IT recruitment and retention problems in local authorities have eased over the last year, according to the latest salary survey from the Society of IT Management (Socitm).
The survey, now in its fourth year, shows the rate of growth of salaries for IT staff in local authorities has increased slightly compared with 2002, while resignations have fallen, and fewer authorities have had recruitment problems.
IT workers in local authorities are still paid less than their counterparts with equivalent experience in the private sector. However the downturn of the IT sector of the economy means that fewer workers are tempted to leave the 'safe haven' working for a local authority offers for higher paid - but less secure - jobs elsewhere.
A third of local authorities (34.6 per cent) reported recruitment problems this year compared with 36 per cent in 2002 and 60 per cent in 2001. Retention problems have also eased. A little over a quarter (25.8 per cent) of councils reported retention problems this year compared with 32 per cent who admitting difficulty holding onto staff in 2001. In 2001, 45 per cent of councils reported staff retention problems.
Socitm's salary survey is conducted by remuneration specialist CEL and analyses the salaries of all ICT staff in participating authorities. This year's results, published last Friday, are based on returns from 140 local authorities (around a third of the total) covering more than 5000 staff.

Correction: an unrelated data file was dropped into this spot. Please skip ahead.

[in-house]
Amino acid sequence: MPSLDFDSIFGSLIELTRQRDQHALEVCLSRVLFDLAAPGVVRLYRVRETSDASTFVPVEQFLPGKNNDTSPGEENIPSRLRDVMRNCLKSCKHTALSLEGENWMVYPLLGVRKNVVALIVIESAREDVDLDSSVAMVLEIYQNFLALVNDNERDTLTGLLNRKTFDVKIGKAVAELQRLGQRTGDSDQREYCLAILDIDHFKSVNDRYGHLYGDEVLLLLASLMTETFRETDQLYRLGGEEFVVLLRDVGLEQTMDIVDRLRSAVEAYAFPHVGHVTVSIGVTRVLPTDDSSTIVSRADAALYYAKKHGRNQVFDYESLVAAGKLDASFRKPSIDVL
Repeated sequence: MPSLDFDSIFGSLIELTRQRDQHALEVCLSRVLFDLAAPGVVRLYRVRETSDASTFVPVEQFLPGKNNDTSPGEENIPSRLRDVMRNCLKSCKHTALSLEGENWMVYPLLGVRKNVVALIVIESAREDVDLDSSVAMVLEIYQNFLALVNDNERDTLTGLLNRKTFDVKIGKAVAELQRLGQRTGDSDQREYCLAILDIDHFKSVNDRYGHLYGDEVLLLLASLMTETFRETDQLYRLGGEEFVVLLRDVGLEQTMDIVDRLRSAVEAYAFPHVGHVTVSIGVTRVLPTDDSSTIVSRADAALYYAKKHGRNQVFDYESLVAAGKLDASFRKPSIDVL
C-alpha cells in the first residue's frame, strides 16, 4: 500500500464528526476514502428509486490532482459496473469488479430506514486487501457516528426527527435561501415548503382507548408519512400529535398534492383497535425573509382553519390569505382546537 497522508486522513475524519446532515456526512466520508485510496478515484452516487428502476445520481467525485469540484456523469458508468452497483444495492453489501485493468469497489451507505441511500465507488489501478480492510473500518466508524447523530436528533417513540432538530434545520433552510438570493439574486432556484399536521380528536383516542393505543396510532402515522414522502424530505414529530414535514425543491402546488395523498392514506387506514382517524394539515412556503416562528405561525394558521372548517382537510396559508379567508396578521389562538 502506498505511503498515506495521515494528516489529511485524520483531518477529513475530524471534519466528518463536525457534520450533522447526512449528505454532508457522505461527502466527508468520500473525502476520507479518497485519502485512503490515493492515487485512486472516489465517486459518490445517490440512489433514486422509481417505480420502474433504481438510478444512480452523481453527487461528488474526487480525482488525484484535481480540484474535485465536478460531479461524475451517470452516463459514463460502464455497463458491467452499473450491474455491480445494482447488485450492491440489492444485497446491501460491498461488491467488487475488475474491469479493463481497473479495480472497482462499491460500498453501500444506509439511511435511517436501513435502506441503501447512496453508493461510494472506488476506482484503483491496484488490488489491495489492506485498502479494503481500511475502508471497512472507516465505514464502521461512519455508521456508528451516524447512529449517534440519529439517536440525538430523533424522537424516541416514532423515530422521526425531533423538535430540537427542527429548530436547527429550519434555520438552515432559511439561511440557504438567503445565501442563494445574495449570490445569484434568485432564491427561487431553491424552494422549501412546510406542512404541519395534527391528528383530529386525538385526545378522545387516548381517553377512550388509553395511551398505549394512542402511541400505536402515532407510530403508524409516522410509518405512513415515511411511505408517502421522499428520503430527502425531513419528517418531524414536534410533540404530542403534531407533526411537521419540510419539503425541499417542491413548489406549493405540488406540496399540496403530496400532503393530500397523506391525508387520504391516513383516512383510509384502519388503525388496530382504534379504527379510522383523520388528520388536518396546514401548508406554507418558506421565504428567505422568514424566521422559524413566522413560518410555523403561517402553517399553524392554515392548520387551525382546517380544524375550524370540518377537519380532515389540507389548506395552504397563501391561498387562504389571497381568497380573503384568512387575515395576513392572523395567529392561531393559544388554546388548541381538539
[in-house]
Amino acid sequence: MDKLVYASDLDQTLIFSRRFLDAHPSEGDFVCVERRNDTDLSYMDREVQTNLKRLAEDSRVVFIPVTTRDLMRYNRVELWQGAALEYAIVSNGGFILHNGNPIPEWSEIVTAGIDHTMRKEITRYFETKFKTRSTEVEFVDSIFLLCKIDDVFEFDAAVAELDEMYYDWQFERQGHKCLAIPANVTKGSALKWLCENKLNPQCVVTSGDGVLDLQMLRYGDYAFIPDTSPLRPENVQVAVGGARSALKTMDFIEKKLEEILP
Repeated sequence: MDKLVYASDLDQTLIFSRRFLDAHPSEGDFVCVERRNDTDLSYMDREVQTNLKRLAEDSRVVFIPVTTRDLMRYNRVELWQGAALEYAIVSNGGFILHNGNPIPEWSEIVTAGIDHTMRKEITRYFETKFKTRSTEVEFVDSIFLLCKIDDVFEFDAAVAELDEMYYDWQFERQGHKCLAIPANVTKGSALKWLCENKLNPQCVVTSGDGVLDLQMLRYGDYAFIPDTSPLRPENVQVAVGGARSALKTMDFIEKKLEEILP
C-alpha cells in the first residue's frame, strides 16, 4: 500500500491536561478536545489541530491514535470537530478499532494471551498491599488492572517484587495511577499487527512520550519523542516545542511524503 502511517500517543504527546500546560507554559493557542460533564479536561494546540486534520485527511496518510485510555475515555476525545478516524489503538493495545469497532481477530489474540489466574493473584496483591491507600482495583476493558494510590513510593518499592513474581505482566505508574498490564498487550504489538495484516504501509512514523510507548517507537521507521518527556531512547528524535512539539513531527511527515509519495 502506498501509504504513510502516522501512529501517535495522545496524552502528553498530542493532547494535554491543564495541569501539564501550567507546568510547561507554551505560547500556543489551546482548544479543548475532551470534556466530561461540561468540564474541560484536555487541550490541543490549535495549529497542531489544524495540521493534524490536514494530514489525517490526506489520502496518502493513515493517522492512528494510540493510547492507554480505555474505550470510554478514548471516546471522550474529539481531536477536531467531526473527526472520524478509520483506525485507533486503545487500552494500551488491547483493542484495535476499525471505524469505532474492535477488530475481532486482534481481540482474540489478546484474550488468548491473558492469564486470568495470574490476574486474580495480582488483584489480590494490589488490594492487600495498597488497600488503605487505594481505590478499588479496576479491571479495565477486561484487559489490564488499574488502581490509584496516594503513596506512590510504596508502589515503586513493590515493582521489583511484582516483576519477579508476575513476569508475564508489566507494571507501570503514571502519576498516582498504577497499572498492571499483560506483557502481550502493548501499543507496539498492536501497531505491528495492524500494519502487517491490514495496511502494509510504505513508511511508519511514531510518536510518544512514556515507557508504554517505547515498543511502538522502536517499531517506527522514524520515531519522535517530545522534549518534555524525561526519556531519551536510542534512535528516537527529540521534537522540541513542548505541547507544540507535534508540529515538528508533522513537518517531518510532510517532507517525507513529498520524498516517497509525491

The survey compares local authority salaries with all industries, using data from CEL's much larger Computer Staff Salary Survey.
The results continue to show a large gap between IT salary levels in local government and elsewhere. The gap is widest at the very senior levels, where IT directors may be paid as much as 40 per cent less than their private sector counterparts.
Differentials between directors and the managers below them are also significantly higher in the private sector. For instance an IT director in the private sector is paid nearly double that of a 'second tier' manager in the organisation. In the public sector the 'second tier' manager is paid around 66 per cent of a Director's salary.
The survey confirms that fringe benefits continue to be an important part of the remuneration package on offer from local authorities. The 2003 survey shows that among local authority employers: 92 per cent offer flexible working hours; 75 per cent offer job sharing; 71 per cent have a structured training and development plan for all staff and a quarter (25 per cent) allow selected staff to work from home.
The relatively good job security and pension benefits available to local authority IT staff help compensate for lower take home pay, Socitm concludes.
However, Andy Roberts, chair of Socitm's Member Services Group, warned that local authorities must not be complacent about salaries.
Roberts said: "The public sector is currently enjoying the benefits of difficult conditions elsewhere - when the economy picks up and competition for skilled staff increases, the private sector will increase salaries, and we will find our recruitment and retention problems will worsen once again." ®